Sunday, October 30, 2011

Woe is them: Browns' offense continues to founder

Is the Frye-era offense back? Please, no.
The futility of the Browns' offense has driven fans to the point where even long touchdown throws with the game still in balance are frowningly scrutinized. Colt McCoy tosses a 45-yard touchdown pass and the Twitterverse grumbles that he didn't lead his receiver.

That's where our heads are at after this latest frustrating defeat. The one positive about these performances is they allow one to fall into a sort of catatonic stupor where thought exists at a higher plane. Today's coma state got me thinking about the worst Browns' offenses since the franchise's return, and how this unit compares.

The 2011 Browns are not expansion level terrible. They have a ways to go before they reach the dark depths of the so-called Darrin Chiaverini Epoch, when Couch and Pederson roamed the sidelines and the Browns finished dead last in the NFL in total offense two years in a row.

Nor would I compare today's iteration with 2008, the year Derek Anderson's rocket arm malfunctioned and the Browns failed to score an offensive touchdown in its final five contests. That season saw a quarterback carousel-from-hell that included Brady Quinn, Ken Dorsey and Bruce Gradowski under center after Anderson was sidelined by injury.

The best basis of comparison is probably 2006, a memorable 4-12 campaign that witnessed offensive coordinator Maurice Carthon and second-year quarterback Charlie Frye check-downing their happy way to a 9.7-yards-per-completion rate. That offense was lambasted for its lack of imagination and a receiving corps infamous for running five-yard routes on 3rd-and-ten. It got so bad that Carthon was fired six games into the season.

This year's team won't be able to fire its offensive coordinator, as he's also the guy wearing the head coach's headset. His quarterback, meanwhile, is averaging about 9.8 yards per completion, trapped in the amber of an inexplicably dull playset that includes a designed pass for a receiver five yards behind the line of scrimmage.

It's obvious that for whatever reason McCoy's confidence is flash-fried. Call it yips from learning a new system or fears of being destroyed behind a turnstile offensive line, but all the vigor we glimpsed with McCoy in his brief tenure last season seems to have evaporated. From a psychological standpoint, at least, he simply looks like a different QB than the one who suited up in 2010.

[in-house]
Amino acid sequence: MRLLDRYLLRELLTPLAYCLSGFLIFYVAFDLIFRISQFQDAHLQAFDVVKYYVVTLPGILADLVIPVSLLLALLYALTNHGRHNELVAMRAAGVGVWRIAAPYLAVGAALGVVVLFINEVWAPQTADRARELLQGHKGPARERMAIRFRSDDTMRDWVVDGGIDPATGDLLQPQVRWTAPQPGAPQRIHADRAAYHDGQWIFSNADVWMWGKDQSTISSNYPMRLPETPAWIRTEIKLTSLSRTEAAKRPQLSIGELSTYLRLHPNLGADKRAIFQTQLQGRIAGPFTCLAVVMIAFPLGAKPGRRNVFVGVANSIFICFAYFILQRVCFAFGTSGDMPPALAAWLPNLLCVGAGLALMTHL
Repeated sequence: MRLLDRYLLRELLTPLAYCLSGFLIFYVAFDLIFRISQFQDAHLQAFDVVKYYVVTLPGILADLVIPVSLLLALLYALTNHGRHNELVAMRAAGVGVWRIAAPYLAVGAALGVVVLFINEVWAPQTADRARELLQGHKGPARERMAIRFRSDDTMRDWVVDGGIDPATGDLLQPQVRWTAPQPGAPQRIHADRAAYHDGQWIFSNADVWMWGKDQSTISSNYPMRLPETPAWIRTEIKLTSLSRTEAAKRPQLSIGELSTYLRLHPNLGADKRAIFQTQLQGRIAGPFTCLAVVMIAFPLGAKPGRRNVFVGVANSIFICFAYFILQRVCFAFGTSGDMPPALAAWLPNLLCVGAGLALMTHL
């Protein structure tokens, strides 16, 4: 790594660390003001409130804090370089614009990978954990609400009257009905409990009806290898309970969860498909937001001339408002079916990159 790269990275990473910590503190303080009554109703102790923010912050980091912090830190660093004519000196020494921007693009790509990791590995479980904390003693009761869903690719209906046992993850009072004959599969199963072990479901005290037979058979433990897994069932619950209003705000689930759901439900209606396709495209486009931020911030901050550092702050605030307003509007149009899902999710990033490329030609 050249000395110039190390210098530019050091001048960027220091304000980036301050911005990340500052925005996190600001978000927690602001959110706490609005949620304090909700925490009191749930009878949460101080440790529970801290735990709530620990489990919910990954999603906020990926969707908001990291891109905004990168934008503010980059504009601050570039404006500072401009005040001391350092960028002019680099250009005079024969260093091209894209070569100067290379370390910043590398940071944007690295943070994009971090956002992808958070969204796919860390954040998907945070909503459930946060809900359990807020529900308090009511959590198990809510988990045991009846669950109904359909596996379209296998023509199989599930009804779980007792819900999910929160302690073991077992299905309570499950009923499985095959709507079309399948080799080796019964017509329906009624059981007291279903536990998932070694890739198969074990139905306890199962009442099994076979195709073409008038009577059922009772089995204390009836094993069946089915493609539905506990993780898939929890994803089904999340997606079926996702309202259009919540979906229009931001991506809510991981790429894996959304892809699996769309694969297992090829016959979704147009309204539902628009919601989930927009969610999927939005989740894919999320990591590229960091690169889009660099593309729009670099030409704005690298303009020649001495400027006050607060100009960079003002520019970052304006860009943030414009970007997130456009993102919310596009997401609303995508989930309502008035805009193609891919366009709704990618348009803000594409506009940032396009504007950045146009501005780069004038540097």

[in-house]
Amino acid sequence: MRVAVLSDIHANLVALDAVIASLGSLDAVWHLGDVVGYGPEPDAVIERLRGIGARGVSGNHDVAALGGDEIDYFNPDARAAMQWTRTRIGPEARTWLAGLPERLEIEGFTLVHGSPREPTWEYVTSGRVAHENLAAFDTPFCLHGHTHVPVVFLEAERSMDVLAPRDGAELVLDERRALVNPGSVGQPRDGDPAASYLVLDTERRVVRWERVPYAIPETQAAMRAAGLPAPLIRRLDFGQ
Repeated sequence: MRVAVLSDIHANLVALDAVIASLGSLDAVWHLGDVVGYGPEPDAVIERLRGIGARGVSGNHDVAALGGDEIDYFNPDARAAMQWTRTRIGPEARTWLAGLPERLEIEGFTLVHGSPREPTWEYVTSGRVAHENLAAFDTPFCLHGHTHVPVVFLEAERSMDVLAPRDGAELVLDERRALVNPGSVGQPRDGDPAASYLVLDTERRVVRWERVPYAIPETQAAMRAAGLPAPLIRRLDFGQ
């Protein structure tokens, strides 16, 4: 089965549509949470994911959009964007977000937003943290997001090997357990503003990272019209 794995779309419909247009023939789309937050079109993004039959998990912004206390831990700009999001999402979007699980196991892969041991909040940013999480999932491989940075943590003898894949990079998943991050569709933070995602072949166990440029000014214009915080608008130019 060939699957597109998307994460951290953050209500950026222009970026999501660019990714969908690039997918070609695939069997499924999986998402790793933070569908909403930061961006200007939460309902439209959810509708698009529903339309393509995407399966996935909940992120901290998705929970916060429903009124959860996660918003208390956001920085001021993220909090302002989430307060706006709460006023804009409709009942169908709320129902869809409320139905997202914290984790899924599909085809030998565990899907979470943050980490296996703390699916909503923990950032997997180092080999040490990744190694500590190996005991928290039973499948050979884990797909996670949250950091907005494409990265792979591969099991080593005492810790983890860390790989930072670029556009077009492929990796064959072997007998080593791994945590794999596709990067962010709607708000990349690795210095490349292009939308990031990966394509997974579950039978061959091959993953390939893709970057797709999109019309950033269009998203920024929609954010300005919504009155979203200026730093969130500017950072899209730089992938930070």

It's boring to talk about the Browns' perpetual offensive problems, and it's even more aggravating to watch for 3-plus hours every Sunday. Cleveland's version of the West Coast offense is a big complicated machine that doesn't quite work the way it's supposed to - a lumbering patchwork of bad ideas and worse execution that clomps unsteadily along like a mechanical steampunk spider with seven legs.

The Browns make everything look so damned difficult. Simple pitch-and-catch quick slants like San Francisco quarterback Alex Smith was zipping to Braylon Edwards today are just beyond this crew right now. If the Browns can't get the easy plays right, how can they be expected to put together any kind of consistent offense?

For this team, 3rd-and-10 may as well be 3rd-and-30. You know they're going to be punting, making Shurmur's decision to kick on 4th-and-short inside Niners territory while down two scores a head-scratching and cowardly choice. The Browns have so few opportunities inside the 50, they need to take their shots when they can, no matter how wretched their offensive attack may be.

All of our griping and speculation funnels down into one unfortunate fact: The Browns are a yet again a hot mess, and it's only Halloween. The offensive horrorshow on display these first seven weeks doesn't look to be ending anytime soon.